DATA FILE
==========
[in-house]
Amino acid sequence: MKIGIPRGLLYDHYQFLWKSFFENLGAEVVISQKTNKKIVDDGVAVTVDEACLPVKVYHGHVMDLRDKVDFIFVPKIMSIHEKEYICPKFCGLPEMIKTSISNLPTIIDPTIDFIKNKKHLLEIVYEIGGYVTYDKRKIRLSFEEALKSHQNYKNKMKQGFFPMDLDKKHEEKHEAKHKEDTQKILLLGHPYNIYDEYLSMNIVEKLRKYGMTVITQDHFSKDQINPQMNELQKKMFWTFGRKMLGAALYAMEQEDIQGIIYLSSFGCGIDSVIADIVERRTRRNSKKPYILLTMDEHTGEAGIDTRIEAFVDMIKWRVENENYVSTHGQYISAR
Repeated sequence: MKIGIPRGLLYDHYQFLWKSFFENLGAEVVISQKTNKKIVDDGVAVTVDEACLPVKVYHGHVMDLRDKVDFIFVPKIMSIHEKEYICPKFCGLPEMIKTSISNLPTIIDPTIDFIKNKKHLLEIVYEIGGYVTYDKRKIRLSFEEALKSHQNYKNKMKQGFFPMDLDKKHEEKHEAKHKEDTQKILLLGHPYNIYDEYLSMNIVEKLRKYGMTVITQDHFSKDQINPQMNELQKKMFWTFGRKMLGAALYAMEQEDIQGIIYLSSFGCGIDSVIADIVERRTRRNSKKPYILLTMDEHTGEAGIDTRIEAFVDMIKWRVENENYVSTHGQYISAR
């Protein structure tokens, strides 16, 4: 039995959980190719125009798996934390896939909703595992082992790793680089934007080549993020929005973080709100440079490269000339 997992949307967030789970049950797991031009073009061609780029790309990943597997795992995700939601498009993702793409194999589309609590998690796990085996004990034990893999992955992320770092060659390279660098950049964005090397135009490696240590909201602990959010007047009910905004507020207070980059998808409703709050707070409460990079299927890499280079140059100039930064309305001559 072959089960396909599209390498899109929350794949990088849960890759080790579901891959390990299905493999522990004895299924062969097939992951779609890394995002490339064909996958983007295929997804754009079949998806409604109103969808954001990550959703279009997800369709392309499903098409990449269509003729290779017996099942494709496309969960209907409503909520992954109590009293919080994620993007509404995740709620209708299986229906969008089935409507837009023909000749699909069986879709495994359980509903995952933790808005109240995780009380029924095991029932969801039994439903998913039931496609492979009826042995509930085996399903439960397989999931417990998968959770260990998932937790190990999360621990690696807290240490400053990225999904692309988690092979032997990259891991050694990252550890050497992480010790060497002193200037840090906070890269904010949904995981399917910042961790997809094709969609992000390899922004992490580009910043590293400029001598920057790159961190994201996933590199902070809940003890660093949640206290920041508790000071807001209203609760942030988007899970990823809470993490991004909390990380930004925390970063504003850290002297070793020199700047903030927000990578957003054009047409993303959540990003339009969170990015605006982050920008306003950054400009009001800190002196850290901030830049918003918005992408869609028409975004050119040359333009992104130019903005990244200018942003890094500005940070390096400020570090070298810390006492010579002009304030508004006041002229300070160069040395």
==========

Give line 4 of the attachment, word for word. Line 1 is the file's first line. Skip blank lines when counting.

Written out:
């Protein structure tokens, strides 16, 4: 039995959980190719125009798996934390896939909703595992082992790793680089934007080549993020929005973080709100440079490269000339 997992949307967030789970049950797991031009073009061609780029790309990943597997795992995700939601498009993702793409194999589309609590998690796990085996004990034990893999992955992320770092060659390279660098950049964005090397135009490696240590909201602990959010007047009910905004507020207070980059998808409703709050707070409460990079299927890499280079140059100039930064309305001559 072959089960396909599209390498899109929350794949990088849960890759080790579901891959390990299905493999522990004895299924062969097939992951779609890394995002490339064909996958983007295929997804754009079949998806409604109103969808954001990550959703279009997800369709392309499903098409990449269509003729290779017996099942494709496309969960209907409503909520992954109590009293919080994620993007509404995740709620209708299986229906969008089935409507837009023909000749699909069986879709495994359980509903995952933790808005109240995780009380029924095991029932969801039994439903998913039931496609492979009826042995509930085996399903439960397989999931417990998968959770260990998932937790190990999360621990690696807290240490400053990225999904692309988690092979032997990259891991050694990252550890050497992480010790060497002193200037840090906070890269904010949904995981399917910042961790997809094709969609992000390899922004992490580009910043590293400029001598920057790159961190994201996933590199902070809940003890660093949640206290920041508790000071807001209203609760942030988007899970990823809470993490991004909390990380930004925390970063504003850290002297070793020199700047903030927000990578957003054009047409993303959540990003339009969170990015605006982050920008306003950054400009009001800190002196850290901030830049918003918005992408869609028409975004050119040359333009992104130019903005990244200018942003890094500005940070390096400020570090070298810390006492010579002009304030508004006041002229300070160069040395």